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Harris Blackwood: Adding 21st century terms to our vocabulary
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In all of my working years, I have always had a dictionary near my desk.

I am quite partial to the Merriam-Webster dictionary, which has always seemed to be the best.

My mama, a notorious bargain hunter, once bought me a no-name dictionary. It was missing a few pages around the end of “r” and the beginning of “s.” If you were looking for the correct spelling of rutabaga or whether sandman should be capitalized, this presented a problem.

I actually bought my current dictionary about six years ago. It has served me well.

Now comes word that the editors at Merriam-Webster have added 1,000 new words to their newest edition. They are terms that have come to prominence in recent years.

Binge-watching is one of the new words. If you missed a show’s entire season, you can purchase the season on DVD and spend a weekend day watching all the shows. This term is also used for shows delivered a season at a time on internet channels such as Netflix or Hulu.

I am guilty of binge-watching. I’m also guilty of binge-eating, but that must have made it into an earlier dictionary.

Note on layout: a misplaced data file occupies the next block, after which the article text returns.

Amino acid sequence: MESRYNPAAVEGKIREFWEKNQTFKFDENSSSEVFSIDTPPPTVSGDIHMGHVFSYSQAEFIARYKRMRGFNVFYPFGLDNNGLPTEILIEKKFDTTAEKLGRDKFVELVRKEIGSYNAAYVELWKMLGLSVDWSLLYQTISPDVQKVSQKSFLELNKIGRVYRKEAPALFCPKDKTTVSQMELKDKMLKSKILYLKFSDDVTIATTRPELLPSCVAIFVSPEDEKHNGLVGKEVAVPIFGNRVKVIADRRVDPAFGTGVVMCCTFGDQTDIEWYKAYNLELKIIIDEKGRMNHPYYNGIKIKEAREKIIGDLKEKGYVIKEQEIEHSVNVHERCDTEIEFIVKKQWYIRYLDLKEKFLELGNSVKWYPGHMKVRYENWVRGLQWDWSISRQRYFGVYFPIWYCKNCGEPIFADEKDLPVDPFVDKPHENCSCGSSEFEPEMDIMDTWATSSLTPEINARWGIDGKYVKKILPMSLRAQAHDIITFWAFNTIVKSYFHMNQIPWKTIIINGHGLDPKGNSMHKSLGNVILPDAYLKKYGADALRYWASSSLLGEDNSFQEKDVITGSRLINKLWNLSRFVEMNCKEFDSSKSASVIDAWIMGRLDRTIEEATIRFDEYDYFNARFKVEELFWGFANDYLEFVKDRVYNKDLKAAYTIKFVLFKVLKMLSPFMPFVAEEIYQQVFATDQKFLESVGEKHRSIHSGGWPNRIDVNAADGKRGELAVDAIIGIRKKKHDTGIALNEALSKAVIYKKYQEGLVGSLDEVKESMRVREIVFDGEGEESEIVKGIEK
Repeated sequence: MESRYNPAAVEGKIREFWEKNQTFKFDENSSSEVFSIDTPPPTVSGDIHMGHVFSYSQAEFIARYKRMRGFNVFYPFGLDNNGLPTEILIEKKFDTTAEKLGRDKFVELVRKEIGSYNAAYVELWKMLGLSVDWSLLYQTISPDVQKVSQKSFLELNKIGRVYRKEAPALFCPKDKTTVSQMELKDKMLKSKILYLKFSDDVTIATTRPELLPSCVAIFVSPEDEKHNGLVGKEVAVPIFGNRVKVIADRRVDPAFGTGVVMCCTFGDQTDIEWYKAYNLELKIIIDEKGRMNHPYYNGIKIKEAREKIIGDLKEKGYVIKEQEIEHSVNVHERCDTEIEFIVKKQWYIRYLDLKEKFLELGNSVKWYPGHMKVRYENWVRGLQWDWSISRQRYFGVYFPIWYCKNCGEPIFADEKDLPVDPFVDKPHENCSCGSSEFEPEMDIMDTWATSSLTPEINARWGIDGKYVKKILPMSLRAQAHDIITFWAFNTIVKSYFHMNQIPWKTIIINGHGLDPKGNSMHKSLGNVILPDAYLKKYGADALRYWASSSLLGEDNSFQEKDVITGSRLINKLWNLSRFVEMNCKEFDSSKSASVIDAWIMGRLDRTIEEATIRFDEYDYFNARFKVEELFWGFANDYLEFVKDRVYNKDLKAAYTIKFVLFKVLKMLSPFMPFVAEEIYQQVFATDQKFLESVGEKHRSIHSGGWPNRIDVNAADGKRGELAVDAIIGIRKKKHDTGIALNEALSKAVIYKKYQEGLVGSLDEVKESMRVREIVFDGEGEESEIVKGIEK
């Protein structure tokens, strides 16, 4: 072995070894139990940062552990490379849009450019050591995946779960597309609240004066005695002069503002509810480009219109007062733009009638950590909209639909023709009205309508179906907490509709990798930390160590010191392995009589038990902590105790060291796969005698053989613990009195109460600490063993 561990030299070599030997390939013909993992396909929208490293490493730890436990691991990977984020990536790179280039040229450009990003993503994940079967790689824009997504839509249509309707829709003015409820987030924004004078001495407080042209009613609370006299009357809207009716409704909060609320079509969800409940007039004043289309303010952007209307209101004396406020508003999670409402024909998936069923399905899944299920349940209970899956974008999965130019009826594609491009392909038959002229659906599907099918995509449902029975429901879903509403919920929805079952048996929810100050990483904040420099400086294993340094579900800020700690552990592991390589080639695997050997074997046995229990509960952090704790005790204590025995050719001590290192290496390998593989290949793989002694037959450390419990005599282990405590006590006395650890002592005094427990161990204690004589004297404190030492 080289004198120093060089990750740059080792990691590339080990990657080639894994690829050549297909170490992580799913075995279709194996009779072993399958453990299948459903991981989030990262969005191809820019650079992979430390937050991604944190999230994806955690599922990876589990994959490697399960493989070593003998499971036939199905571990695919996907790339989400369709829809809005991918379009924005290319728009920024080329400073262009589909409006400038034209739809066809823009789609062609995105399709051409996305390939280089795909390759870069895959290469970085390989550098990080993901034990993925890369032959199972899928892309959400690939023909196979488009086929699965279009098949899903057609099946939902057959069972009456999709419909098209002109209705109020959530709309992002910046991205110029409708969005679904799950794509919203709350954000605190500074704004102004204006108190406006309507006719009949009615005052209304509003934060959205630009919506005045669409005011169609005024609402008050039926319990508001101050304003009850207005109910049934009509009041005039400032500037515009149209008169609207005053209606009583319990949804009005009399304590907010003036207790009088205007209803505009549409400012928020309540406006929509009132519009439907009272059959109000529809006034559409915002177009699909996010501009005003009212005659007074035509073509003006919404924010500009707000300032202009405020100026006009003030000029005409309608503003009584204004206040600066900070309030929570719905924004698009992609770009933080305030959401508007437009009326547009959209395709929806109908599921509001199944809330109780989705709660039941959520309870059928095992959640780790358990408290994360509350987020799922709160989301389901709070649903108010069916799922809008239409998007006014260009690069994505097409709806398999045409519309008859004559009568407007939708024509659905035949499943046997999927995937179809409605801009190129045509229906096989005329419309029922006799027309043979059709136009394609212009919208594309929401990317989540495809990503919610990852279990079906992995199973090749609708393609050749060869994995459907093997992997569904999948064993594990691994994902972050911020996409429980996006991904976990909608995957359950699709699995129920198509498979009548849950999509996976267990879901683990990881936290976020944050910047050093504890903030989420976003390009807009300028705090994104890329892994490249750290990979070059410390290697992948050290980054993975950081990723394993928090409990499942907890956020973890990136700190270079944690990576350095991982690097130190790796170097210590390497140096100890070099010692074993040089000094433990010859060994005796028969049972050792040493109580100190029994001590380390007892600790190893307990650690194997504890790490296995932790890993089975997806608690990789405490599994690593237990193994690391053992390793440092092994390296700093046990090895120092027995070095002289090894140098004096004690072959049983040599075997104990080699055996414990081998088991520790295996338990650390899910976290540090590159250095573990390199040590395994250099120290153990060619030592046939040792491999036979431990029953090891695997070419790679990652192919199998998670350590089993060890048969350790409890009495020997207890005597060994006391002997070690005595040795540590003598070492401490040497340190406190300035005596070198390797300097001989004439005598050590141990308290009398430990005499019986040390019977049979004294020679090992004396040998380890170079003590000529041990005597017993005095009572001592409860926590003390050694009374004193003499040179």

Seussian is a new dictionary word referring to something of or relating to the works of Dr. Seuss. If you are prone to quote “Hop on Pop” rather than Shakespeare, you would understand that.

Photobomb is a term that seems to have, pardon the pun, exploded on the scene. This is term given to an uninvited person who shows up in your otherwise perfect photo, usually with a goofy look on their face.

I once photobombed the commander of the Tennessee Highway Patrol. I now wear sunglasses and sit very low in the seat when I drive in the Volunteer State.

Now that folks are living beyond the age of 100, we now have the term supercentenarian, which is a person who is 110 or older. If you are 110, they should give you a free copy of the new dictionary.

There are now terms that I’ve never heard before, such as face-palm. As the name implies, it is when you put your palm over your mouth in shock, surprise or disgust. An example: She face-palmed when her husband told a really bad joke.

We now have a term for folks whose cupboard is nearly bare: food insecure. To me, food insecure is what we used to call poor folks. But I guess that’s not politically correct.

I would have thought food insecure described me when I go to a buffet of international food and am not sure what is before me.

The computer gurus have concocted the term abandonware to describe software no longer made or supported by the company that made it.

I’m not sure why this belongs in a modern dictionary, but the term “wayback machine” has made it into the new book. That was the name of the machine developed by Peabody the cartoon dog. He and his boy, Sherman, traveled to points throughout history. But that was 50 years ago.

I’m not going to rush out and buy a new dictionary just yet. I am doing fine without the additional 1,000 words in my vocabulary.

Woo-woo (that’s in there, too).

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